Some children fare better academically than others, even when family background and school and teacher quality are controlled for (Rivkin, Hanushek, & Kain, 2005). Variance in performance that persists when situational variables are held constant suggests that individual differences play an important role in determining whether children thrive or fail in school. In this chapter, we review research on individual differences in self-regulation and their relation to school success. Historically, research on individual differences that bear on school success has focused on general intelligence. A century of empirical evidence has now unequivocally established that intelligence, defined as the “ability to understand complex ideas, to adapt effectively to the environment, to learn from experience, to engage in various forms of reasoning, to overcome obstacles by taking thought” (Neisser et al., 1996, p. 77) has a monotonic, positive relationship with school success (Gottfredson, 2004; Kuncel, Ones, & Sackett, 2010; Lubinski, 2009). In contrast, the relation between school success and temperamental differences among children has only recently attracted serious attention from researchers. Temperament is typically defined as “constitutionally based individual differences in reactivity and self-regulation, in the domains of affect, activity, and attention” (Rothbart & Bates, 2006, p. 100). While assumed to have a substantial genetic basis, temperament is also influenced by experience and demonstrates both stability and change over time.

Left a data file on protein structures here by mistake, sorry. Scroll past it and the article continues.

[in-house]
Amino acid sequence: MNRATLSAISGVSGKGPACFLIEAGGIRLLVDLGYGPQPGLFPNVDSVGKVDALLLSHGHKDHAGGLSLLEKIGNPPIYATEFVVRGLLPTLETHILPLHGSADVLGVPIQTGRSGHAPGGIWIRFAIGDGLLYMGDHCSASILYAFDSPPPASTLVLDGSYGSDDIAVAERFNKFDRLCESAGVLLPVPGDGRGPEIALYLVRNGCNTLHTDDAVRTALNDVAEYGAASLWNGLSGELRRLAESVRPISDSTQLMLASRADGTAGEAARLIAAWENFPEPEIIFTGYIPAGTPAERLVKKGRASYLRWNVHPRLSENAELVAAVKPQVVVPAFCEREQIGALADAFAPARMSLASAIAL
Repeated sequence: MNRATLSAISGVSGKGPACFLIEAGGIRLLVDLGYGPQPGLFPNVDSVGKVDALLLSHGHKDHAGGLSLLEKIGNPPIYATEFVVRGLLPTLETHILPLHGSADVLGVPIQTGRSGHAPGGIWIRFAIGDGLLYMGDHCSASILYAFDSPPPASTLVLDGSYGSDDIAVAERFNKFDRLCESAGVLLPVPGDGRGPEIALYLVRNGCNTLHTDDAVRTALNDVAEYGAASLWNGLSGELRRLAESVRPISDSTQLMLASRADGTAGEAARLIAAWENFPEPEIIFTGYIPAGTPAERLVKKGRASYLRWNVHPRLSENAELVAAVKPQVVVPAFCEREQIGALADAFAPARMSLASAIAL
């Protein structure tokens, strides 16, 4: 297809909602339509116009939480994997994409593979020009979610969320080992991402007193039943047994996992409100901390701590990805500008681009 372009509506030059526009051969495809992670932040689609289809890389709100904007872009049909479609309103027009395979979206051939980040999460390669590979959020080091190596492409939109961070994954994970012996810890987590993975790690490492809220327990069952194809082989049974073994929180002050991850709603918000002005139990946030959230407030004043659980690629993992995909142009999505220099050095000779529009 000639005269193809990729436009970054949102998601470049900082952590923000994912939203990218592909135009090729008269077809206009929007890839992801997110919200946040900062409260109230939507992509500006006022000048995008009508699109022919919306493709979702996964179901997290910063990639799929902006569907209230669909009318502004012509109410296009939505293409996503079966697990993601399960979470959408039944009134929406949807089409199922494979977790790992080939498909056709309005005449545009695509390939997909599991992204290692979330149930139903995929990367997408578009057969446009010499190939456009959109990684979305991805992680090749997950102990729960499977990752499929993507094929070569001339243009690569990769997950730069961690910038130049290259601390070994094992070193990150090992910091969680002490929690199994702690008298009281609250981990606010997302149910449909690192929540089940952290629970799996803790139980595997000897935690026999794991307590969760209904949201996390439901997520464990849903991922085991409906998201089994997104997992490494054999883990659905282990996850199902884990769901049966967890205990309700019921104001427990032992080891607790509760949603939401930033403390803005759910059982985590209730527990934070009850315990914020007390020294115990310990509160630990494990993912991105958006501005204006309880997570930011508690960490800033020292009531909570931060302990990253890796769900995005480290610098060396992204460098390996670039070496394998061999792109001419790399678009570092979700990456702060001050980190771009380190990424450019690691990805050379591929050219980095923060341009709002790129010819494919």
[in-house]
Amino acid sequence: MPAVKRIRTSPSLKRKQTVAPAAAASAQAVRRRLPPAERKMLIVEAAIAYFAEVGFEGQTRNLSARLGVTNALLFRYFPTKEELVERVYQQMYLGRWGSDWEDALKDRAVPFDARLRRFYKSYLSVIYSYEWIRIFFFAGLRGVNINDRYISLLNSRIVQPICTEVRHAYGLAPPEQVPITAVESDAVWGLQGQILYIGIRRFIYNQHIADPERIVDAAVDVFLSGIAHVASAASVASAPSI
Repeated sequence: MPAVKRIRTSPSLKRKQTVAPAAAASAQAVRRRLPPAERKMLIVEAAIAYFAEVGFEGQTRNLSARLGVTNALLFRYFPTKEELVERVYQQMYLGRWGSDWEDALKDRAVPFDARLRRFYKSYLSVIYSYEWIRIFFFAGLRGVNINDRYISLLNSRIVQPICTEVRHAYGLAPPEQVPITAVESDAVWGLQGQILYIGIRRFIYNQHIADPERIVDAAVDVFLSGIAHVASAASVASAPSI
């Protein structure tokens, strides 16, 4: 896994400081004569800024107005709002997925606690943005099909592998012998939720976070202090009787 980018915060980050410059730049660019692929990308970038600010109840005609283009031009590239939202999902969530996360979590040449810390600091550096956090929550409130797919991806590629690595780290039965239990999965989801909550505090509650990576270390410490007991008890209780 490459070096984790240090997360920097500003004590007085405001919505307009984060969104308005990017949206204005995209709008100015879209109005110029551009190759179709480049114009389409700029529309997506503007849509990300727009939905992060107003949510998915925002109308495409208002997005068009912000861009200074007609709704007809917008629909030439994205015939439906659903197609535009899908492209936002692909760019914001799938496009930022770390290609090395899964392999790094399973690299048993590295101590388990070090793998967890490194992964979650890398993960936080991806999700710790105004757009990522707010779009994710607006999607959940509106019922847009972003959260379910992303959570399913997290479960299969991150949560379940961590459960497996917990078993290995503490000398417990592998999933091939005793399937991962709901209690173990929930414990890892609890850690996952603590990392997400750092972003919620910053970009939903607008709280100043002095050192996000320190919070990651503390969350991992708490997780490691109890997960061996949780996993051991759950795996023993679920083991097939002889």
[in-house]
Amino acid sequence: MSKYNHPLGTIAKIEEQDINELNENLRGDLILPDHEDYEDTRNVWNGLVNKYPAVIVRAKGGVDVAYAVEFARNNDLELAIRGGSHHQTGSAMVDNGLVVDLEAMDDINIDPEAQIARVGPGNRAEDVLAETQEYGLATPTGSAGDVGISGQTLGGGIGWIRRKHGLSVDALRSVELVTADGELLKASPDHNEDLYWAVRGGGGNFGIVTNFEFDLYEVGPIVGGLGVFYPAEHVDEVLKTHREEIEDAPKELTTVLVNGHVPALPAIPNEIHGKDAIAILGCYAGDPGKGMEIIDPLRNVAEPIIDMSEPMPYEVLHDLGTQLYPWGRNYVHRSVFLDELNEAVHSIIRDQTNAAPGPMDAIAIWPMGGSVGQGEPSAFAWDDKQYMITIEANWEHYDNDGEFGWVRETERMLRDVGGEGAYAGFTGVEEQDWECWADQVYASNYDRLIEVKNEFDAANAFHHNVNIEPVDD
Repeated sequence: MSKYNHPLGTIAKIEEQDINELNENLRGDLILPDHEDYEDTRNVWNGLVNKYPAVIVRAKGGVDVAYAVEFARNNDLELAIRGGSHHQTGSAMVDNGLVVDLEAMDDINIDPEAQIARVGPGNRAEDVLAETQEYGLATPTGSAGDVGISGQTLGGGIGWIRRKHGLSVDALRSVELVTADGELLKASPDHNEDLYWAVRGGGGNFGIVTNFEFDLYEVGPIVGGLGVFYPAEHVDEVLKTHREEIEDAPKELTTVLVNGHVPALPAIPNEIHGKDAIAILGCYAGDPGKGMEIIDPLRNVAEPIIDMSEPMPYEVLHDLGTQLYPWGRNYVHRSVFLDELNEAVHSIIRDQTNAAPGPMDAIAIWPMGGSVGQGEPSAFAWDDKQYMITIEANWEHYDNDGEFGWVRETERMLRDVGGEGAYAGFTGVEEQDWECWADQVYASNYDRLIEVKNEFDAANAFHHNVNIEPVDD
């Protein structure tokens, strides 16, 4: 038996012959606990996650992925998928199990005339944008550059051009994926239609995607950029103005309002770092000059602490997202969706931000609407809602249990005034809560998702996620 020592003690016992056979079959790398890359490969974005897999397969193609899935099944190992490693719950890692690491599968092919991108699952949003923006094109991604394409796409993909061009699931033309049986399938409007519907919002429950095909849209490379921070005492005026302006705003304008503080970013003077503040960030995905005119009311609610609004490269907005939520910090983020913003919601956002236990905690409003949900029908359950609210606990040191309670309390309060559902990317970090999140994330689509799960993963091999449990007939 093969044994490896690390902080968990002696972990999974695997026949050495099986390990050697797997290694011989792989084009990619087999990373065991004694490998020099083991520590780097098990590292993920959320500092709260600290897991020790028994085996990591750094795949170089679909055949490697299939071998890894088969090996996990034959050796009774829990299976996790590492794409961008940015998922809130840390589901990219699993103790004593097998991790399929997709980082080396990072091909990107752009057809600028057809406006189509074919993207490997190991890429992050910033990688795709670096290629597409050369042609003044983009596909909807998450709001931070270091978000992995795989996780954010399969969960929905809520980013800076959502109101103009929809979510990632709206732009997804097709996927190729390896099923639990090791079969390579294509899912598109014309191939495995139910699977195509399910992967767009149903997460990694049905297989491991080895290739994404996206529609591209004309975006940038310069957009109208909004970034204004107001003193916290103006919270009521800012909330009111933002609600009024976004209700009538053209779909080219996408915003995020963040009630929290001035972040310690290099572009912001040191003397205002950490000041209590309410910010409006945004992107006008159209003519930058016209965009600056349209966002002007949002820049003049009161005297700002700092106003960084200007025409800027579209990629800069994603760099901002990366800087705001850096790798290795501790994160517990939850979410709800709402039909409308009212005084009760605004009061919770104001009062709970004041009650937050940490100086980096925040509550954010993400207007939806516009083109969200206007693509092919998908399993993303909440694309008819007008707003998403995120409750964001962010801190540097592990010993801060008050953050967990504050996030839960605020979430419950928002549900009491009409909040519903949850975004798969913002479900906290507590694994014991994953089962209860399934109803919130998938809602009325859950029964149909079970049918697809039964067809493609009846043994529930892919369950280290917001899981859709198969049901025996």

|Original language||English (US)|
|Title of host publication||Self-Regulation and Autonomy|
|Subtitle of host publication||Social and Developmental Dimensions of Human Conduct|
|Publisher||Cambridge University Press|
|Number of pages||23|
|State||Published - Jan 1 2005|